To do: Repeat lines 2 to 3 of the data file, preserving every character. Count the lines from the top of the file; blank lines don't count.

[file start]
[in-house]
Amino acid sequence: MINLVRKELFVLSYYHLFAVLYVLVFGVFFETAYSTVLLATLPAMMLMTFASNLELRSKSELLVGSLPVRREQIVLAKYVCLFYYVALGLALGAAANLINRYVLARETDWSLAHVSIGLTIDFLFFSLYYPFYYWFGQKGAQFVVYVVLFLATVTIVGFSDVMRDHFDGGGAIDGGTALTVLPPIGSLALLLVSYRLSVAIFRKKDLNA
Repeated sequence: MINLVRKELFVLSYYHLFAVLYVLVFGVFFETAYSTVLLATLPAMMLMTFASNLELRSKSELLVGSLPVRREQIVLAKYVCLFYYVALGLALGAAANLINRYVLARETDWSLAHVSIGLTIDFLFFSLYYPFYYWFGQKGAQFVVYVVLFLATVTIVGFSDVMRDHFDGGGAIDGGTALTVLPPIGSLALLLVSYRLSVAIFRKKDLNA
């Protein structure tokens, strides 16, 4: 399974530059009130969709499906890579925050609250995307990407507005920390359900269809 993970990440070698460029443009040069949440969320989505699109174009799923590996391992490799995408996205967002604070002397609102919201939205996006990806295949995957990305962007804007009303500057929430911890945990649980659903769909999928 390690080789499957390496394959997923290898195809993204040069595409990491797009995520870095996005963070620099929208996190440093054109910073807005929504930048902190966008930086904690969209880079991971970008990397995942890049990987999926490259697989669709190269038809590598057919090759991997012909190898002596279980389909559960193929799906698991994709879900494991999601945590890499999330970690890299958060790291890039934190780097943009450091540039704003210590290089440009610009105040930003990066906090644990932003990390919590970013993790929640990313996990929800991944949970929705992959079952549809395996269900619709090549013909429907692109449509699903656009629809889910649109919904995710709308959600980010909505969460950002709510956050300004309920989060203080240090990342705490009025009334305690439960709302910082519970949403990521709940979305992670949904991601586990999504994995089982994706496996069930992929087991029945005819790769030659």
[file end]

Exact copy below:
Amino acid sequence: MINLVRKELFVLSYYHLFAVLYVLVFGVFFETAYSTVLLATLPAMMLMTFASNLELRSKSELLVGSLPVRREQIVLAKYVCLFYYVALGLALGAAANLINRYVLARETDWSLAHVSIGLTIDFLFFSLYYPFYYWFGQKGAQFVVYVVLFLATVTIVGFSDVMRDHFDGGGAIDGGTALTVLPPIGSLALLLVSYRLSVAIFRKKDLNA
Repeated sequence: MINLVRKELFVLSYYHLFAVLYVLVFGVFFETAYSTVLLATLPAMMLMTFASNLELRSKSELLVGSLPVRREQIVLAKYVCLFYYVALGLALGAAANLINRYVLARETDWSLAHVSIGLTIDFLFFSLYYPFYYWFGQKGAQFVVYVVLFLATVTIVGFSDVMRDHFDGGGAIDGGTALTVLPPIGSLALLLVSYRLSVAIFRKKDLNA